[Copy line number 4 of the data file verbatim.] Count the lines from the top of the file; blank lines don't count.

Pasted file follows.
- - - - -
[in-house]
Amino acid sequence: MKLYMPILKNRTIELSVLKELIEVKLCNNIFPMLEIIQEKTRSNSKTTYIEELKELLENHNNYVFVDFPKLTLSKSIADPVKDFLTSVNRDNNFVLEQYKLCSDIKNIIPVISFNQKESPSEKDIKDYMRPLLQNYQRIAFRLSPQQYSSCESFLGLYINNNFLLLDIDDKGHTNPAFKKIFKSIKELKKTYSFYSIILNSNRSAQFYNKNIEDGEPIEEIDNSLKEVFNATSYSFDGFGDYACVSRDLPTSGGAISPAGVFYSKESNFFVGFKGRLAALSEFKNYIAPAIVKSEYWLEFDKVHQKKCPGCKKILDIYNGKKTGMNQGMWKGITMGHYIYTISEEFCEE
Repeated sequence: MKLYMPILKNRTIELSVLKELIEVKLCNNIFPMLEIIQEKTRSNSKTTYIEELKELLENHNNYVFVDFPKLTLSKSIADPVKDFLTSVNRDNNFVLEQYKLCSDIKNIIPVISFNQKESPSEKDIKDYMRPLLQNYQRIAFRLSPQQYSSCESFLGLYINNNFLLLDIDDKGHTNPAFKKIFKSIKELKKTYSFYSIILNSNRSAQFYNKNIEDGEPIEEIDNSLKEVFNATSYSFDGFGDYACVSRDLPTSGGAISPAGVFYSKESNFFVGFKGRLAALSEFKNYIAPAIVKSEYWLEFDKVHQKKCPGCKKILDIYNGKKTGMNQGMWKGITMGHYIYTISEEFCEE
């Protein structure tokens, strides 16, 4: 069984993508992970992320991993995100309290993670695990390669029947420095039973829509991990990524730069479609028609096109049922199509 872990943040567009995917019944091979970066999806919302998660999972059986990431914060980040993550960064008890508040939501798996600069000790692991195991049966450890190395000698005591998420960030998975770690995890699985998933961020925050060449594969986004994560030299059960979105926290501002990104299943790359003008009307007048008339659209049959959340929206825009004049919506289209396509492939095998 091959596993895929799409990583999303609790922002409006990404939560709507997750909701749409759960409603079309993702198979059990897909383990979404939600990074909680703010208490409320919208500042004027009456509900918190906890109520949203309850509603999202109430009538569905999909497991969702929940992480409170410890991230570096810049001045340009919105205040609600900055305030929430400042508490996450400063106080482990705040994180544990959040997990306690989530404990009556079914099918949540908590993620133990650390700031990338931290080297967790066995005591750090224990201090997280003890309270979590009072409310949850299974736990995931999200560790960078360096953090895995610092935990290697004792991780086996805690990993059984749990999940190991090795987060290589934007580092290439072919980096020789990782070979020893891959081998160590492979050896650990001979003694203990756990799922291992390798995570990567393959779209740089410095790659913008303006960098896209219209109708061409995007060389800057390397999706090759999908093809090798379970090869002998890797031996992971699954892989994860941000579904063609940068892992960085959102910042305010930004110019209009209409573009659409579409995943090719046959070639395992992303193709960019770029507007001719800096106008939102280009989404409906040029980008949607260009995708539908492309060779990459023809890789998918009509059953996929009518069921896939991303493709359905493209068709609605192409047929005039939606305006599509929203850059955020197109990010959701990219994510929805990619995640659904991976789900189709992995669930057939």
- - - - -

């Protein structure tokens, strides 16, 4: 069984993508992970992320991993995100309290993670695990390669029947420095039973829509991990990524730069479609028609096109049922199509 872990943040567009995917019944091979970066999806919302998660999972059986990431914060980040993550960064008890508040939501798996600069000790692991195991049966450890190395000698005591998420960030998975770690995890699985998933961020925050060449594969986004994560030299059960979105926290501002990104299943790359003008009307007048008339659209049959959340929206825009004049919506289209396509492939095998 091959596993895929799409990583999303609790922002409006990404939560709507997750909701749409759960409603079309993702198979059990897909383990979404939600990074909680703010208490409320919208500042004027009456509900918190906890109520949203309850509603999202109430009538569905999909497991969702929940992480409170410890991230570096810049001045340009919105205040609600900055305030929430400042508490996450400063106080482990705040994180544990959040997990306690989530404990009556079914099918949540908590993620133990650390700031990338931290080297967790066995005591750090224990201090997280003890309270979590009072409310949850299974736990995931999200560790960078360096953090895995610092935990290697004792991780086996805690990993059984749990999940190991090795987060290589934007580092290439072919980096020789990782070979020893891959081998160590492979050896650990001979003694203990756990799922291992390798995570990567393959779209740089410095790659913008303006960098896209219209109708061409995007060389800057390397999706090759999908093809090798379970090869002998890797031996992971699954892989994860941000579904063609940068892992960085959102910042305010930004110019209009209409573009659409579409995943090719046959070639395992992303193709960019770029507007001719800096106008939102280009989404409906040029980008949607260009995708539908492309060779990459023809890789998918009509059953996929009518069921896939991303493709359905493209068709609605192409047929005039939606305006599509929203850059955020197109990010959701990219994510929805990619995640659904991976789900189709992995669930057939």